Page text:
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The Forgotten Books of Eden, by Rutherford H. Platt, Jr., [1926], at


Eleazar, the gentle spirited old man, shows such fortitude that even as we read these words 2000 years later, they seem like an inextinguishable fire.

BUT when Eleazar replied thus eloquently to the exhortations of the tyrants, the guards around him dragged him roughly to the torturing place.

2 And first they unclothed the old man, who was adorned with the beauty of holiness.

3 Then binding his arms on either side they scourged him, a herald standing and shouting out over against him, 'Obey the orders of the king!'

4 But the great-souled and noble man, an Eleazar in very truth, was no more moved in his mind than if he were being tormented in a dream; yea, the old man keeping his eyes steadfastly raised to heaven suffered his flesh to be tom by the scourges till he was bathed in blood and his sides became a mass of wounds; and even when he fell to the ground because his body could no longer support the pain he still kept his Reason erect and inflexible.

5 With his foot then one of the cruet guards as he fell kicked him savagely in the side to make him get up.

6 But he endured the anguish, and despised the compulsion, and bore up under the torments, and like a brave athlete taking punishment, the old man outwore his tormentors.

7 The sweat stood on his brow, and he drew his breath in hard gasps, till his nobility of soul extorted the admiration of his tormentors themselves.

8 Hereupon, partly in pity for his old age, partly in sympathy for their friend, partly in admiration of his courage, some of the courtiers of the king went tip to him and said:

9 'Why, O Eleazar, dost thou madly destroy thyself in this misery? We will bring to thee of the seethed meats, but do thou feign only to partake of the swine's flesh, and so save thyself.'

10 And Eleazar, as if their counsel did but add to his tortures, cried loudly: 'No. May we sons of Abraham never have so evil a thought as with faint heart to counterfeit a part unseemly to us.

11 Contrary to Reason, indeed, were it for us, after living unto the truth till old age, and guarding in lawful guise the repute of so living, now to change and become in our own persons a pattern to the young of impiety, to the end that we should encourage them to eat unclean meat.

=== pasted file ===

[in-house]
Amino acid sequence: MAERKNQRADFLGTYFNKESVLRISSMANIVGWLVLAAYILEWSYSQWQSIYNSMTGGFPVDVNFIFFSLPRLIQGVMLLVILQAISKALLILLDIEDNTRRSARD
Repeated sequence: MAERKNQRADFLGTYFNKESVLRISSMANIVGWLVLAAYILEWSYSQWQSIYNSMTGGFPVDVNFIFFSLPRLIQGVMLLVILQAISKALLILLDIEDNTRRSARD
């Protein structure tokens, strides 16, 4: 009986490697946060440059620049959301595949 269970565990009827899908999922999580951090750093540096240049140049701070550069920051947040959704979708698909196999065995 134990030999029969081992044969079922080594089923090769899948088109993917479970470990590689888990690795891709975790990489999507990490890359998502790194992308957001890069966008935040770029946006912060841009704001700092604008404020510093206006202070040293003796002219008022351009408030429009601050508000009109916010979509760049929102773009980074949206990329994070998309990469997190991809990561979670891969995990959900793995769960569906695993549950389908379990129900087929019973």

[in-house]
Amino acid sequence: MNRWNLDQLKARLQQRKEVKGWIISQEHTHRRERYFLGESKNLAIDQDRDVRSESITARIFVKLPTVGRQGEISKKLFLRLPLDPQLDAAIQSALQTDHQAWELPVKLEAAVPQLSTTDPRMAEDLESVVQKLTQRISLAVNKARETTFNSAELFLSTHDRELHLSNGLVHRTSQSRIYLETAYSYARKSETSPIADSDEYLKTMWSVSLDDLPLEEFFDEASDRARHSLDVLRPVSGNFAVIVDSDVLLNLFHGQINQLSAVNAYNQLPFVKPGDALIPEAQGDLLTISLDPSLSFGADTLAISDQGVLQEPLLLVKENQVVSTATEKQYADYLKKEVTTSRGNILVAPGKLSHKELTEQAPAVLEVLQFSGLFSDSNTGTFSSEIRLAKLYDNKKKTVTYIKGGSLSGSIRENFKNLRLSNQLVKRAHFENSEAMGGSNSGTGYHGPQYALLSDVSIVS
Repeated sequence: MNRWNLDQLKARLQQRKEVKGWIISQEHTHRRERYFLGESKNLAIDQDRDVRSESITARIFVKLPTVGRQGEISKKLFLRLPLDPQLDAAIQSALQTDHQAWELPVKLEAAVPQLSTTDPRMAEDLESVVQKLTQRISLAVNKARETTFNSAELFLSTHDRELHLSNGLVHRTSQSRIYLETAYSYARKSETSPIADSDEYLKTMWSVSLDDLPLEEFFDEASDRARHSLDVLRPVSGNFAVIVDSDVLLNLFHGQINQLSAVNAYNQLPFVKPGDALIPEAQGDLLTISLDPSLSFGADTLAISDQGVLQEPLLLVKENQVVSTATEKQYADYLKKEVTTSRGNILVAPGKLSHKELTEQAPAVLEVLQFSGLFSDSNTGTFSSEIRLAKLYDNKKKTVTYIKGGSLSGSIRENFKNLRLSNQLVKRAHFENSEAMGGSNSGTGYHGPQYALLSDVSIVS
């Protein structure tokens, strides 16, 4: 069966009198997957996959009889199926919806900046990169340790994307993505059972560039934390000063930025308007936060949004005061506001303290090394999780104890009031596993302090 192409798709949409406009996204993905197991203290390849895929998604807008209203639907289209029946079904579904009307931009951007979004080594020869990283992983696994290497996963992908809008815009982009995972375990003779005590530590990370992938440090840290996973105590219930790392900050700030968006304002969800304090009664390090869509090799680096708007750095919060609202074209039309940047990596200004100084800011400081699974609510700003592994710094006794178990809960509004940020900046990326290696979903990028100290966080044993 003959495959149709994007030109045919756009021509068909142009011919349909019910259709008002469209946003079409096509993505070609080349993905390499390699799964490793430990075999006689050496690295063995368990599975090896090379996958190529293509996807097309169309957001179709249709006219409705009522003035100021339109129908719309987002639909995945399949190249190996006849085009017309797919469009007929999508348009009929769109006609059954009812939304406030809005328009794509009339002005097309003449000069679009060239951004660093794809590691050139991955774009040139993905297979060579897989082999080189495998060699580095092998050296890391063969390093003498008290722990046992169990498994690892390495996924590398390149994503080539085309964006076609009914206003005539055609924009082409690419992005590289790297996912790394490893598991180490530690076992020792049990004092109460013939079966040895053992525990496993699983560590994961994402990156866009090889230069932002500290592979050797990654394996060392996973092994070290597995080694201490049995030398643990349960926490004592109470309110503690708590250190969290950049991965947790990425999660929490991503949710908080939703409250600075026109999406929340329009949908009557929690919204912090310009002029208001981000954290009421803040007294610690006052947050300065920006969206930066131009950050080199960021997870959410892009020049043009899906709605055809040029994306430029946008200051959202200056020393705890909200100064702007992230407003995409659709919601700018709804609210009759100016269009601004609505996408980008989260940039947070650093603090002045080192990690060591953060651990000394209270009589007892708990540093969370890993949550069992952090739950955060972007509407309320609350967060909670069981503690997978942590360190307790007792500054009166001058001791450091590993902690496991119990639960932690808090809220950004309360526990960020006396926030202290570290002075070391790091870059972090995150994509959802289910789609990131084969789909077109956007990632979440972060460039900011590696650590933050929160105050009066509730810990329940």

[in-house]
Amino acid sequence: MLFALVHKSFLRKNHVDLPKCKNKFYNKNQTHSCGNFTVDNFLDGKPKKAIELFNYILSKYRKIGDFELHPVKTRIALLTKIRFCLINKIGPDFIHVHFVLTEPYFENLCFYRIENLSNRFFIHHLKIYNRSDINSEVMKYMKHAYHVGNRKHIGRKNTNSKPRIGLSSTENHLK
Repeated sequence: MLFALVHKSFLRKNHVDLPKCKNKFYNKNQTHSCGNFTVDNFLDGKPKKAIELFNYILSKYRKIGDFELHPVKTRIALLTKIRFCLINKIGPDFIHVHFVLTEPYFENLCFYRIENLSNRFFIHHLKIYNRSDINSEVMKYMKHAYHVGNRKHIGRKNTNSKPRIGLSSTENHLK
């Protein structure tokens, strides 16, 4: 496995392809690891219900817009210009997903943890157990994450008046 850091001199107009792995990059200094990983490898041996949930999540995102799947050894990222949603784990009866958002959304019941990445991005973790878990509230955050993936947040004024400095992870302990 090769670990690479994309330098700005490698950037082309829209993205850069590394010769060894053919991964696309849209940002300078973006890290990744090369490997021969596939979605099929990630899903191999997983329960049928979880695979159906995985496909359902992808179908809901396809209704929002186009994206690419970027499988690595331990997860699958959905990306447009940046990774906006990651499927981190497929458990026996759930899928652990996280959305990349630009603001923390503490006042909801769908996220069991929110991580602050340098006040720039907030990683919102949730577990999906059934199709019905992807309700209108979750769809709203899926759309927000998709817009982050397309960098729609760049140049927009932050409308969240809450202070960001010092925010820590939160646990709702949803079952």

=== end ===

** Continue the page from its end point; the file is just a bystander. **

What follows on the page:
12 Shame were it if we should live on a little longer, during that little being mocked of all men for cowardice, and while despised by the tyrant as unmanly should fail to defend the Divine Law unto the death.

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13 Therefore, O sons of Abraham, do ye die nobly for righteousness' sake; but as for you, O minions of the tyrant, why pause ye in your work?'

14 So they, seeing him thus triumphant over the tortures and unmoved even by the pity of his executioners, dragged him to the fire.

15 There they cast him on it, burning him with cruelly cunning devices, and they poured broth of evil odour into his nostrils.

16 But when the fire already reached to his bones and he was about to give up the ghost, he lifted up his eyes to God and said:

17 'Thou, O God, knowest that though I might save myself I am dying by fiery torments for thy Law. Be merciful unto thy people, and let our punishment be a satisfaction in their behalf. Make my blood their purification, and take my soul to ransom their souls,,

18 And with these words the holy man nobly yielded up his spirit under the torture I and for the sake of the Law held out by his Reason even against the torments unto death.

19 Beyond question, then, the Inspired Reason is master over the passions; for if his passions or sufferings had prevailed over his Reason we should have credited them with this evidence of their superior power.

20 But now his Reason having conquered his passions, we properly attribute to it the power of commanding them.

21 And it is right that we should admit that the mastery lies with Reason, in cases at least where it conquers pains that come from outside ourselves; for it were ridiculous to deny it.

22 And my proof covers not only the superiority of Reason to pains, but its superiority to pleasures also; neither does it surrender to them.

Next: Chapter IV